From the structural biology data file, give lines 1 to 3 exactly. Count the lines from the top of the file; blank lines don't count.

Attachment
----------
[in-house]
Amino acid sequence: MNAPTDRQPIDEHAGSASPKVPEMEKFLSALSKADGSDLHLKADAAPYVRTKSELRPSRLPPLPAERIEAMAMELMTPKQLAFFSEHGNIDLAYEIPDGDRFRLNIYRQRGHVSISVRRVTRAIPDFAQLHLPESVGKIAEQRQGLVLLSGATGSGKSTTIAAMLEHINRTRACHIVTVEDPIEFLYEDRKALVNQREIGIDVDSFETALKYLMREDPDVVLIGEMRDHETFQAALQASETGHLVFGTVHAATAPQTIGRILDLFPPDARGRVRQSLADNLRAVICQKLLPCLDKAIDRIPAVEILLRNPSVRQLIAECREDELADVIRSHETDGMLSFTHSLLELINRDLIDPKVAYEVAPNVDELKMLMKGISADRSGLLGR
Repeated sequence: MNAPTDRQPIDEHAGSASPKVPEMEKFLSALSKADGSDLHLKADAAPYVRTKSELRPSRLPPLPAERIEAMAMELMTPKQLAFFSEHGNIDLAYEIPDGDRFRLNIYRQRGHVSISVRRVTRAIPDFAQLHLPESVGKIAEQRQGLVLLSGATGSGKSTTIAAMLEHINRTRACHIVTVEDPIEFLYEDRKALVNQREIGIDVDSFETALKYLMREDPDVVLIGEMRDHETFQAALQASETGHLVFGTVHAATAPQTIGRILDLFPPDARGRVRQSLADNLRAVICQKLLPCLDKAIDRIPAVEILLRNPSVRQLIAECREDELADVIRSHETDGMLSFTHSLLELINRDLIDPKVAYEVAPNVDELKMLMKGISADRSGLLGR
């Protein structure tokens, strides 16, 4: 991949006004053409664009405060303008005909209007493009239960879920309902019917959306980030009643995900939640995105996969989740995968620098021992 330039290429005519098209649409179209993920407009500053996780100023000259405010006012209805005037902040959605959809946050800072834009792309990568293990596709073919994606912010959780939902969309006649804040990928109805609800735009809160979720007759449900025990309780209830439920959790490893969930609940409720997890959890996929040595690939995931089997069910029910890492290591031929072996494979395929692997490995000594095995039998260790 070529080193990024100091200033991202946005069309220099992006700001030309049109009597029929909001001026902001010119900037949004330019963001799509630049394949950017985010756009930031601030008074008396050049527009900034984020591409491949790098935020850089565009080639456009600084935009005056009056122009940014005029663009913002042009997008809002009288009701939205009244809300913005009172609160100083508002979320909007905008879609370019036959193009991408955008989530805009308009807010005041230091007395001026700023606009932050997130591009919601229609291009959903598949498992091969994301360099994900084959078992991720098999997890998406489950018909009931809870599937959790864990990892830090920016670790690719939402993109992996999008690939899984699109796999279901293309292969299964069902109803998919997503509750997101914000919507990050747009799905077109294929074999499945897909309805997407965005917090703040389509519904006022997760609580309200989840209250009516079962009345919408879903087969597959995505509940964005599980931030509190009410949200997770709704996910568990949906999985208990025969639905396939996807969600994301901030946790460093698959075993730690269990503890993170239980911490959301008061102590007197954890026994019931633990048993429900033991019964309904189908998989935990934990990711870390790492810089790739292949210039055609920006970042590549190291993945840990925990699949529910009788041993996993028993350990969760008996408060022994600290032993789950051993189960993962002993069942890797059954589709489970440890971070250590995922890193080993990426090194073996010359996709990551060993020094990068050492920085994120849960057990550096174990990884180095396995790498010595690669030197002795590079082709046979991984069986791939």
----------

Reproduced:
[in-house]
Amino acid sequence: MNAPTDRQPIDEHAGSASPKVPEMEKFLSALSKADGSDLHLKADAAPYVRTKSELRPSRLPPLPAERIEAMAMELMTPKQLAFFSEHGNIDLAYEIPDGDRFRLNIYRQRGHVSISVRRVTRAIPDFAQLHLPESVGKIAEQRQGLVLLSGATGSGKSTTIAAMLEHINRTRACHIVTVEDPIEFLYEDRKALVNQREIGIDVDSFETALKYLMREDPDVVLIGEMRDHETFQAALQASETGHLVFGTVHAATAPQTIGRILDLFPPDARGRVRQSLADNLRAVICQKLLPCLDKAIDRIPAVEILLRNPSVRQLIAECREDELADVIRSHETDGMLSFTHSLLELINRDLIDPKVAYEVAPNVDELKMLMKGISADRSGLLGR
Repeated sequence: MNAPTDRQPIDEHAGSASPKVPEMEKFLSALSKADGSDLHLKADAAPYVRTKSELRPSRLPPLPAERIEAMAMELMTPKQLAFFSEHGNIDLAYEIPDGDRFRLNIYRQRGHVSISVRRVTRAIPDFAQLHLPESVGKIAEQRQGLVLLSGATGSGKSTTIAAMLEHINRTRACHIVTVEDPIEFLYEDRKALVNQREIGIDVDSFETALKYLMREDPDVVLIGEMRDHETFQAALQASETGHLVFGTVHAATAPQTIGRILDLFPPDARGRVRQSLADNLRAVICQKLLPCLDKAIDRIPAVEILLRNPSVRQLIAECREDELADVIRSHETDGMLSFTHSLLELINRDLIDPKVAYEVAPNVDELKMLMKGISADRSGLLGR